Click here for COVID-19 updates affecting the campus community

TALJONICK: Costs of bin Laden's death should not be forgotten

“We finally killed that bastard,” my friend said as a he cracked open a beer. “It’s about time.”

The television in front of us displayed live footage of thousands of people gathered in our nation’s capital to celebrate the assassination of Osama bin Laden.

The icon of terror — figurehead of all that is evil — had just been announced dead. His corpse, in our hands.

We all breathed a sigh of relief upon hearing the announcement. Soon after, President Obama took the podium and delivered an awe-inspiring speech.

“And yet we know that the worst images are those that were unseen to the world,” Obama said. “The empty seat at the dinner table. Children who were forced to grow up without their mother or their father. Parents who would never know the feeling of their child’s embrace.”

It was a sobering reminder of the horrors our nation faced nearly ten years ago.

bin Laden’s death is undoubtedly a serious blow to our nation’s greatest enemy and a huge morale boost for our country.

“Ten years, man, the world champion of hide-and-go-seek is no more,” my buddy joked. “Osama bin Laden? More like Osama bin Dead.”

My social media feeds made it abundantly clear that most people within my social circle felt the same.

Links to the "Team America" theme song filled my Facebook page while people publicly thanked Jesus for the death of the man responsible for the murder of thousands of people throughout the world. My Twitter feed was populated with “Go USA!” celebratory remarks and jokes about how our troops probably tea bagged bin Laden after executing him.

Everyone was rejoicing, myself included. I quickly texted friends and family with “Osama bin Laden is finally dead!”

And while May 1, 2011 will forever remain a day of celebration, I was quickly reminded of the ways in which bin Laden, the symbol of terror, has changed our American way of life.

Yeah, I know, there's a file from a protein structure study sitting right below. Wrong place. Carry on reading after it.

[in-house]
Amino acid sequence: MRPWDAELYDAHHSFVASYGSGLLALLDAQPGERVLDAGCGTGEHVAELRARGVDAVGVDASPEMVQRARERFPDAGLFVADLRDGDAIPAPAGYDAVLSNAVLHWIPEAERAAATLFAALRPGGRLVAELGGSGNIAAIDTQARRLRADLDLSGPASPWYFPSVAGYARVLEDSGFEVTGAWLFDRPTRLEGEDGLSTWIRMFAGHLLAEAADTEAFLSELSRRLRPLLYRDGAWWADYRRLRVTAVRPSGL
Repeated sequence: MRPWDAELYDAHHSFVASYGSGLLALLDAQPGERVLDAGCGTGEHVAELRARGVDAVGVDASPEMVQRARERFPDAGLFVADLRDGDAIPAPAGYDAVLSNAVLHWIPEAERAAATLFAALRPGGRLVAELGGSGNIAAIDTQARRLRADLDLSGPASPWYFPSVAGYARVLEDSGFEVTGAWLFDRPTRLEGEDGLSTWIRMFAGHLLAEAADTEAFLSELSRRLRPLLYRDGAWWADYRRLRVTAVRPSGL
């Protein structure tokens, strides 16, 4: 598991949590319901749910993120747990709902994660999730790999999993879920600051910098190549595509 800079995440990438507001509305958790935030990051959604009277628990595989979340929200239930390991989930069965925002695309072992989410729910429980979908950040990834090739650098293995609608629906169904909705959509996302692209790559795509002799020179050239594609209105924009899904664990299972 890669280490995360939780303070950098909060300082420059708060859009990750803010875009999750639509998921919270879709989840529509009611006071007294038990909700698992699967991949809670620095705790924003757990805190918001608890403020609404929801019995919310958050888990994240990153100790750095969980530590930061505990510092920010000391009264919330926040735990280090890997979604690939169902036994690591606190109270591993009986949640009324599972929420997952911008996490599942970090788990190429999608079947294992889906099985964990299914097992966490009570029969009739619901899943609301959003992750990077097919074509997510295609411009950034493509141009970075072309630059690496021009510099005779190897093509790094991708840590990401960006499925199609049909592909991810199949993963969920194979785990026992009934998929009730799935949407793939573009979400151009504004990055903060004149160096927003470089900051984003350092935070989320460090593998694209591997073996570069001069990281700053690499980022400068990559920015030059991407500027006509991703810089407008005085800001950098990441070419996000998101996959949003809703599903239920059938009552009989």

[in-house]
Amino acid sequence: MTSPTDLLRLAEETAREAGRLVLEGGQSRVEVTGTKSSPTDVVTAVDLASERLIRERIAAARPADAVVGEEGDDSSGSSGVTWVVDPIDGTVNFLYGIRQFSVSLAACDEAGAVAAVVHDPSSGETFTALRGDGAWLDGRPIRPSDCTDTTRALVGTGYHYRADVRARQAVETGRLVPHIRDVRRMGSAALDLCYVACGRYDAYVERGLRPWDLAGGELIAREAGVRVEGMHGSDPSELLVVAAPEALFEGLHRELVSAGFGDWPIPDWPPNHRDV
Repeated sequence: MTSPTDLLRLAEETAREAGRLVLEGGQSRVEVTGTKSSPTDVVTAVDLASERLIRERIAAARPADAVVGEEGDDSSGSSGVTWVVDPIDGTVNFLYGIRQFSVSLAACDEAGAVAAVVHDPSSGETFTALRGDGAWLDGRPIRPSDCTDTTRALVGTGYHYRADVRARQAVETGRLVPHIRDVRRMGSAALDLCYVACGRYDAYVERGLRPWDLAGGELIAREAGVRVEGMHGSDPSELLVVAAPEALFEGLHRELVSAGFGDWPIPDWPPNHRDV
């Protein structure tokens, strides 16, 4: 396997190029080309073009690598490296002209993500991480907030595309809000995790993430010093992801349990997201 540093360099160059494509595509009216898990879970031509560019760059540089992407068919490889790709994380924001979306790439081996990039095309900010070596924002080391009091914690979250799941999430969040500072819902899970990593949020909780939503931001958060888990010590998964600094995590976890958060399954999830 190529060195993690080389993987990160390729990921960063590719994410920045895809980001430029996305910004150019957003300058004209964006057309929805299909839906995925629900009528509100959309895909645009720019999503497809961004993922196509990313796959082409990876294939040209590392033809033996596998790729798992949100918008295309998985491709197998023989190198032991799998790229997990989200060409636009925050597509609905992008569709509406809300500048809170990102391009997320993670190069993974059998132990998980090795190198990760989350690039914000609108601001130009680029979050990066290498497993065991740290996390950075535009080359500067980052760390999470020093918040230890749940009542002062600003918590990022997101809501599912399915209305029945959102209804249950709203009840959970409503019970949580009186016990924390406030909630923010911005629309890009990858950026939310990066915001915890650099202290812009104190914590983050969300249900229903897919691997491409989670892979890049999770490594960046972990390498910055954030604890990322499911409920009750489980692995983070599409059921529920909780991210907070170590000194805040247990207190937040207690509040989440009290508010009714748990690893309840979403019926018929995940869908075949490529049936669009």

I thought back to Sept. 11, 2001 — to my Spanish class in my freshman year of high school when an office assistant entered our classroom and told us what had happened.

I thought of all the thousands of Americans that died that day, and of all the servicemen and women we’ve lost to the War on Terror. Entire families forever destroyed.

I thought of Homeland Security, color-coded threat levels, crippling debt and loss of privacy — of web articles providing tips on how to explain to your children why their genitals were groped by the Transportation Security Administration.

The costs of this venture have been steep, paid for in blood and sacrifice.

And now, after the last of the fireworks have sounded, I wonder how our nation will start moving forward.

Before I closed out of my web browser, one last Facebook post caught my eye: “This is a very sad day for the United States, when we celebrate that we got even,” it stated.

As I turned off my TV — still displaying smiling faces and cheers of revenge — a chill ran down my spine.